Despite delivering excellent results in a range of clinical indications many in the industry believe that the use of mAbs should be considered just the first phase of this therapeutic revolution and point to well recognized limitations of these molecules including their large size, complex composition and relatively fragile nature; problems which could be tackled by the development of “next-generation” biologic therapies. Both antibody-related and novel scaffolds are being progressed towards the clinic in the hope that these new formats will overcome the shortfalls of mAbs, and improve patient outcomes [44].
Foremost in the design of next generation biologics is a desire to retain the positive attributes of mAbs whilst simplifying the approach to avoid complex and cumbersome downstream drug-development bottle-necks, allowing the addition of novel features such as war-head delivery for cell killing or the recognition of multiple drug targets. In general terms what is being asked of next-generation of biologic drugs is improved therapeutic potency but from less protein.

2.2. VNAR as a Candidate Therapeutic Domain

To determine the viability of these antibody-like domains as candidate therapeutics, a number of criteria must be fulfilled. Basics such as specificity, stability and manufacturability are all essential attributes for any new protein drug-discovery approach. However, in this hugely competitive marketplace these basic requirements are simply not enough. A new biological drug class must differentiate from and deliver more than existing “gold-standard” approaches. The purpose of the following sections is to review the evidence to date verifying the attributes of VNAR domains and determine their potential to become effective therapeutic drugs.

2.2.1. Naturally Adapted for Drug Development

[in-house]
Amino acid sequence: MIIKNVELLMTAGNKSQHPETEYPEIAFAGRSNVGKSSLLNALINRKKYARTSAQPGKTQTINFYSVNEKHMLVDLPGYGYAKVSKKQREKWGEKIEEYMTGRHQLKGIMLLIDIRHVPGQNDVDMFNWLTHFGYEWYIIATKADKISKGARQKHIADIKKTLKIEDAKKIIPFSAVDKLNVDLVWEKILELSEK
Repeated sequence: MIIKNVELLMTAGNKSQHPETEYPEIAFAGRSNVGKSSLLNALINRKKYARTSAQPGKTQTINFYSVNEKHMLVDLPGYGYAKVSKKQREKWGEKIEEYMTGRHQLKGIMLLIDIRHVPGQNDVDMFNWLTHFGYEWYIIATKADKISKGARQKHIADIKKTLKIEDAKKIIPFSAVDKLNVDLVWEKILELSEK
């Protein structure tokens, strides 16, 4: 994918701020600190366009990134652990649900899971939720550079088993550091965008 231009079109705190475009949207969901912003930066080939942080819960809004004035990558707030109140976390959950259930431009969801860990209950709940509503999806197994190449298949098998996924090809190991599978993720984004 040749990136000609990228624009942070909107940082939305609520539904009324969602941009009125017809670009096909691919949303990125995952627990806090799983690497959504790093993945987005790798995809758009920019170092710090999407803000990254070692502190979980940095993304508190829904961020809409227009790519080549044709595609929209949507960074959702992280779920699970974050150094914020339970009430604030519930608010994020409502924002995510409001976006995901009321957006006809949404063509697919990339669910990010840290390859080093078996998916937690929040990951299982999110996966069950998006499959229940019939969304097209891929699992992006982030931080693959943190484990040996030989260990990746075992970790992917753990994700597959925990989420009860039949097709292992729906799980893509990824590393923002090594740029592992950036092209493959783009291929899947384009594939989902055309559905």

IgNAR is an integral part of the adaptive immune system of sharks. Critically this provides VNAR with an inherent advantage over other novel scaffolds as it naturally binds target with high affinity and selectivity. Immunization is a powerful means of inducing a target specific antibody response and has been the mainstay of therapeutic antibody development for decades. Standard model animals such as rabbits and mice have fueled the production of effective reagent and therapeutic antibodies. In addition, immunized camels and llamas have been the source of several therapeutic VHH (nanobodies) and are reviewed in this Special Edition. The power of immunization as a route to binders lies in the process of in vivo or somatic hypermutation. The challenge when immunizing a mammalian species is eliciting an immune response against conserved mammalian proteins; often important drug targets for biologics therapy. To overcome this problem, processes to break tolerance are frequently employed. This is simply not the case with sharks. Being phylogenetically distinct from all mammals avoids this problem completely and enables strong adaptive responses to be achieved against highly conserved mammalian proteins. The highest affinity VNAR domain isolated to date, known as E06, was isolated from a spiny dogfish immunized with human serum albumin (HSA). As a monomer (no avidity effect) this domain has an affinity of 200 pM. This result not only exemplifies the power of somatic mutation to generate high affinity binders but also the concept of raising in sharks a response against a conserved human protein. As albumin is absent from shark serum the animals elicited a powerful immune response to this “very foreign” antigen [31].